In the present run-up to the presidential elections in the US, the world constantly hears how the candidates are proud to be citizens of their country, how their vision will make the country great again.

Bernie Sanders.jpg

But what exactly does one take pride in when one means they love their country?

Hillary Clinton speaking at an event in Des Moines, Iowa

By accident of birth most of us are considered citizens of somewhere.

Front of a UN laissez-passer

By choice or circumstance some may leave their birthlands and find themselves residents in an other land.

Is a person more American because his father´s sperm bore fruit in a woman who gave birth on American soil?

Or might it argued that those who live in America by choice have an equal or even more valid claim to patriotism because they chose to reside there?

Are there virtues or failings unique to a nationality?

Or might it argued that we are all human and it is those with power who determine the nation´s character and reputation?

Remove Putin from Moscow and Obama from Washington.

Putin with flag of Russia.jpg

Remove government and you will find that people globally are possessed of both the same virtues and the same failings.

President Barack Obama.jpg

Do the Russians love their children less than the Americans?

Politics divides us and nations are defined by politics.

Are national / racial stereotypes valid in any way whatsoever or they merely misleading reasons for those that choose to hate to have a target for their hate?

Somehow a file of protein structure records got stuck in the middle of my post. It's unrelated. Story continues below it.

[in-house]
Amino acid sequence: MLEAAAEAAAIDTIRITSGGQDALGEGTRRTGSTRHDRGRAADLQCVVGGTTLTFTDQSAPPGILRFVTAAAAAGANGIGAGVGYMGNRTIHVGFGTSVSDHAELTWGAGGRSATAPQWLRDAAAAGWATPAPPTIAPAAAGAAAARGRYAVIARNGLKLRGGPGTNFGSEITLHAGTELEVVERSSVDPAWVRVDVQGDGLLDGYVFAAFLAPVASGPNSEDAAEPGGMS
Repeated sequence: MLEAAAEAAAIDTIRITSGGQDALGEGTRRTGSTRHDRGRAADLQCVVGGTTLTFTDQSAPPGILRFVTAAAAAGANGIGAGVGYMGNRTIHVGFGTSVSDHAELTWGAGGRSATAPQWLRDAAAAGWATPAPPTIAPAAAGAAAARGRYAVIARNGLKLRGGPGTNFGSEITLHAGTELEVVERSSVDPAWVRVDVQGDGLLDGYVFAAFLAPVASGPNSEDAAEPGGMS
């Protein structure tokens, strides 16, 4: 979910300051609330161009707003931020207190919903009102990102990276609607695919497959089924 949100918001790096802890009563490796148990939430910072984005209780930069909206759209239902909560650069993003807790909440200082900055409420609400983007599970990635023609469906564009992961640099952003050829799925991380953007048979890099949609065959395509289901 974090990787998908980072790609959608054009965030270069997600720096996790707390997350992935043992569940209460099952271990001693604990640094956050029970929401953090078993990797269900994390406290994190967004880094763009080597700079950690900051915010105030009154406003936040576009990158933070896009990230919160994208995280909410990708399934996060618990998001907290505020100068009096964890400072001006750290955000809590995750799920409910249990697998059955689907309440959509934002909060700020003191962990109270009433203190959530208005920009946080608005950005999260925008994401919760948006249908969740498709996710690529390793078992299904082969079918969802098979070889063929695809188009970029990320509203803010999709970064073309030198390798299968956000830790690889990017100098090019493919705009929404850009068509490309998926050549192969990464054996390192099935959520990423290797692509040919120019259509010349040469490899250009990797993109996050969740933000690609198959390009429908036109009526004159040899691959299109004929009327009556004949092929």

Discrimination happens everywhere, even in nations that profess themselves to be enlightened.

Discrimination is based on many factors of difference: race, religion, gender, sexuality, income, language, age.

Demagogues, like Donald Trump, use this fear of the unknown, this distrust of what is different, as a political weapon.

Donald August 19 (cropped).jpg

All of humanity struggles to get, maintain or improve food, housing and safety, but some would go so far as to suggest that this struggle means denying to others that which should be afforded to all by the pure, unspoken laws of morality.

I have been reading an excellent novel about North Korea called The Limits of the World by Andrew Raymond Drennan and I was struck by the following excerpt:

Limits-of-the-World

“It had taken hundreds of hours for Han to understand the language of the Internet. 

There were opinions everywhere on every possible topic. 

People abused and swore at perfect strangers for no reason other than they didn´t see the world in the same way. 

Was this what was going on in people´s heads in the Real World? 

Were they all really this mean and bitter and angry and selfish and devoted purely to their own pleasure?

Han couldn´t understand it: they had so much freedom, so why were they so unhappy?”

I do not claim to be more enlightened than anyone else, but I will say that travelling across my own home and native land and exploring other countries and living as a foreigner in foreign lands, has taught me one truism:

I am superior to every man and every man is superior to myself.

I choose to believe that my existence has meaning and that my life touches others.

Their lives touch me and give my existence meaning.

Any fool can hate.

Only the wise make the choice to love.

"The Blue Marble" photograph of Earth, taken by the Apollo 17 lunar mission. The Arabian peninsula, Africa and Madagascar lie in the upper half of the disc, whereas Antarctica is at the bottom.